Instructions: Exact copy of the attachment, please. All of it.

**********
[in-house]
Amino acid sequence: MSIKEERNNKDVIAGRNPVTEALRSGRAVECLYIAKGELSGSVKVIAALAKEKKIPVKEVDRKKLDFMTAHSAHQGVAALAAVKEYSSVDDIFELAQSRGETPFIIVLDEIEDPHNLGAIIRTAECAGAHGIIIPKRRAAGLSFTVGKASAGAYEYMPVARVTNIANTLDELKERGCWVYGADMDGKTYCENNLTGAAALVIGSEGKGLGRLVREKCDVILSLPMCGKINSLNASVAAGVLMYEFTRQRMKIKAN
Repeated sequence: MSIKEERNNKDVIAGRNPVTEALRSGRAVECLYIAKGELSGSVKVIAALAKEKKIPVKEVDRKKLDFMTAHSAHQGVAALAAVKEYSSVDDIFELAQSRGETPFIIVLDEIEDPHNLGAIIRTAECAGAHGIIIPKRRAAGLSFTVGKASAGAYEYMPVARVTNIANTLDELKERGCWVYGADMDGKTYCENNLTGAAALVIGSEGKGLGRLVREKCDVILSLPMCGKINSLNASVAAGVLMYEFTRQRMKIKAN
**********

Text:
[in-house]
Amino acid sequence: MSIKEERNNKDVIAGRNPVTEALRSGRAVECLYIAKGELSGSVKVIAALAKEKKIPVKEVDRKKLDFMTAHSAHQGVAALAAVKEYSSVDDIFELAQSRGETPFIIVLDEIEDPHNLGAIIRTAECAGAHGIIIPKRRAAGLSFTVGKASAGAYEYMPVARVTNIANTLDELKERGCWVYGADMDGKTYCENNLTGAAALVIGSEGKGLGRLVREKCDVILSLPMCGKINSLNASVAAGVLMYEFTRQRMKIKAN
Repeated sequence: MSIKEERNNKDVIAGRNPVTEALRSGRAVECLYIAKGELSGSVKVIAALAKEKKIPVKEVDRKKLDFMTAHSAHQGVAALAAVKEYSSVDDIFELAQSRGETPFIIVLDEIEDPHNLGAIIRTAECAGAHGIIIPKRRAAGLSFTVGKASAGAYEYMPVARVTNIANTLDELKERGCWVYGADMDGKTYCENNLTGAAALVIGSEGKGLGRLVREKCDVILSLPMCGKINSLNASVAAGVLMYEFTRQRMKIKAN